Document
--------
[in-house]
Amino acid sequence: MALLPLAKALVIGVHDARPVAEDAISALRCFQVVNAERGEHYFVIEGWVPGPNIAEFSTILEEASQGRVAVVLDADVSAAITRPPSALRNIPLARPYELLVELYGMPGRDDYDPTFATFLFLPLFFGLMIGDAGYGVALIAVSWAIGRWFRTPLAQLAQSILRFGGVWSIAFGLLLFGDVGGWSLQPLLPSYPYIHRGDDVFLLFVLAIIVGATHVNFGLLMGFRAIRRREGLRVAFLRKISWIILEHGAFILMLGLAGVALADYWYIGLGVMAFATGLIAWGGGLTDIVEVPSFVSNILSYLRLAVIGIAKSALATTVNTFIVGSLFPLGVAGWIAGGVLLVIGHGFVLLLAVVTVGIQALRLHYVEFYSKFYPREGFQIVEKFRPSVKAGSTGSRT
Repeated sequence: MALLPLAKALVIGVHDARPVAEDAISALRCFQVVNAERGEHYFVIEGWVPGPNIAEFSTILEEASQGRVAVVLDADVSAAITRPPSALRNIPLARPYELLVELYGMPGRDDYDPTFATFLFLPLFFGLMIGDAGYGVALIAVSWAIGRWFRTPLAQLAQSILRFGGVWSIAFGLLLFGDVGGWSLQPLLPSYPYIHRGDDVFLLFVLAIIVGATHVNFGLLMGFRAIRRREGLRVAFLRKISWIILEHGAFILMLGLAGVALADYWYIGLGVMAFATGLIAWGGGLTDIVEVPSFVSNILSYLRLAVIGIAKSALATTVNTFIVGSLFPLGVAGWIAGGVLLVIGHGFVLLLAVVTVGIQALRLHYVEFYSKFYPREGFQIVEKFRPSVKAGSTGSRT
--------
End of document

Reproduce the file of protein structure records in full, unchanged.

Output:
[in-house]
Amino acid sequence: MALLPLAKALVIGVHDARPVAEDAISALRCFQVVNAERGEHYFVIEGWVPGPNIAEFSTILEEASQGRVAVVLDADVSAAITRPPSALRNIPLARPYELLVELYGMPGRDDYDPTFATFLFLPLFFGLMIGDAGYGVALIAVSWAIGRWFRTPLAQLAQSILRFGGVWSIAFGLLLFGDVGGWSLQPLLPSYPYIHRGDDVFLLFVLAIIVGATHVNFGLLMGFRAIRRREGLRVAFLRKISWIILEHGAFILMLGLAGVALADYWYIGLGVMAFATGLIAWGGGLTDIVEVPSFVSNILSYLRLAVIGIAKSALATTVNTFIVGSLFPLGVAGWIAGGVLLVIGHGFVLLLAVVTVGIQALRLHYVEFYSKFYPREGFQIVEKFRPSVKAGSTGSRT
Repeated sequence: MALLPLAKALVIGVHDARPVAEDAISALRCFQVVNAERGEHYFVIEGWVPGPNIAEFSTILEEASQGRVAVVLDADVSAAITRPPSALRNIPLARPYELLVELYGMPGRDDYDPTFATFLFLPLFFGLMIGDAGYGVALIAVSWAIGRWFRTPLAQLAQSILRFGGVWSIAFGLLLFGDVGGWSLQPLLPSYPYIHRGDDVFLLFVLAIIVGATHVNFGLLMGFRAIRRREGLRVAFLRKISWIILEHGAFILMLGLAGVALADYWYIGLGVMAFATGLIAWGGGLTDIVEVPSFVSNILSYLRLAVIGIAKSALATTVNTFIVGSLFPLGVAGWIAGGVLLVIGHGFVLLLAVVTVGIQALRLHYVEFYSKFYPREGFQIVEKFRPSVKAGSTGSRT